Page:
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Feb 24, 2021

Tesla reversal delivers US$10B hit to China's EV tycoons

Gordon Reid discusses General Motors, Tesla and electric vehicles


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The Chinese electric-vehicle upstarts who rode Elon Musk’s coat-tails to riches have lost around US$10 billion in recent weeks as Tesla Inc.’s staggering rally shifted into reverse.

The U.S.-listed shares of Xpeng Inc. have plunged 33 per cent from their recent highs, while Li Auto Inc. is down 27 per cent from its early-January peak. Nio Inc., the Shanghai-based EV maker most often likened to Tesla, has slumped 22 per cent from peak to trough.

That’s seen the combined fortune of the three tycoons who founded the companies -- He Xiaopeng, Li Xiang and Bin Li -- drop by about US$10 billion from January highs, according to the Bloomberg Billionaires Index.

“EV stocks have priced in big growth over a long timeframe, leaving them particularly vulnerable to shifts in sentiment,” said Robert Cowell, a Shanghai-based equity research analyst of 86Research. “Also competition is probably a part of it. There can only be a few market leaders in the long term.”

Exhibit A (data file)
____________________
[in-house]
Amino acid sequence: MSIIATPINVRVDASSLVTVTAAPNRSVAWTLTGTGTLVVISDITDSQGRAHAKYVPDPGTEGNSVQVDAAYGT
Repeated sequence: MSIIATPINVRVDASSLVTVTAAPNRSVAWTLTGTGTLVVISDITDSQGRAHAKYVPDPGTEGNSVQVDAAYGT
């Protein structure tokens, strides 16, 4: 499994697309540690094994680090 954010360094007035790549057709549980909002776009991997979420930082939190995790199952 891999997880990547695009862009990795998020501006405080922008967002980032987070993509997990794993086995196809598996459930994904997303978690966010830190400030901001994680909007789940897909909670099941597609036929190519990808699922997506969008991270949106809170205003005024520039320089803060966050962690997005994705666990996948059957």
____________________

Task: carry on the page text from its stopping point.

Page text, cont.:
The damage has also spread to the Hong Kong-traded shares of China Evergrande New Energy Vehicle Group Ltd., which have shed 23 per cent this week. BYD Co., the Chinese electric-vehicle manufacturer backed by Warren Buffett, has fallen 18 per cent from its recent high.

The slide comes as Tesla shares wiped out their year-to-date gains Tuesday and briefly traded below the level where they were when the carmaker entered the S&P 500 Index in December. The U.S.-listed trio had benefited heavily from Tesla’s surge and market buzz around electrification, particularly toward players exposed to China, the world’s biggest EV market and one of the most important for Musk.

Xpeng and Li Auto are still trading at more than double the price they went public at last year, while Nio surged more than 1,100 per cent in 2020, beating even Tesla’s stratospheric rally. Last year, Xpeng more than quadrupled from its IPO price and Li Auto more than tripled as speculative money poured into the sector, led by Tesla’s blistering 743 per cent rally. Shares rallied 3.8 per cent in pre-market trading Wednesday.

While the selloff was fueled in part by Musk’s comments that the price of Bitcoin seems “high,” there are other factors that may also be taking the shine off EV makers, including a continuous stream of development news from traditional automakers such as General Motors Co. and Ford Motor Co., as they prepare to go all in on the electrification race.

Hyundai Motor Co. earlier this week unveiled its Ioniq 5 electric car, saying it aims to sell 70,000 of the vehicles this year, rising to 100,000 next year.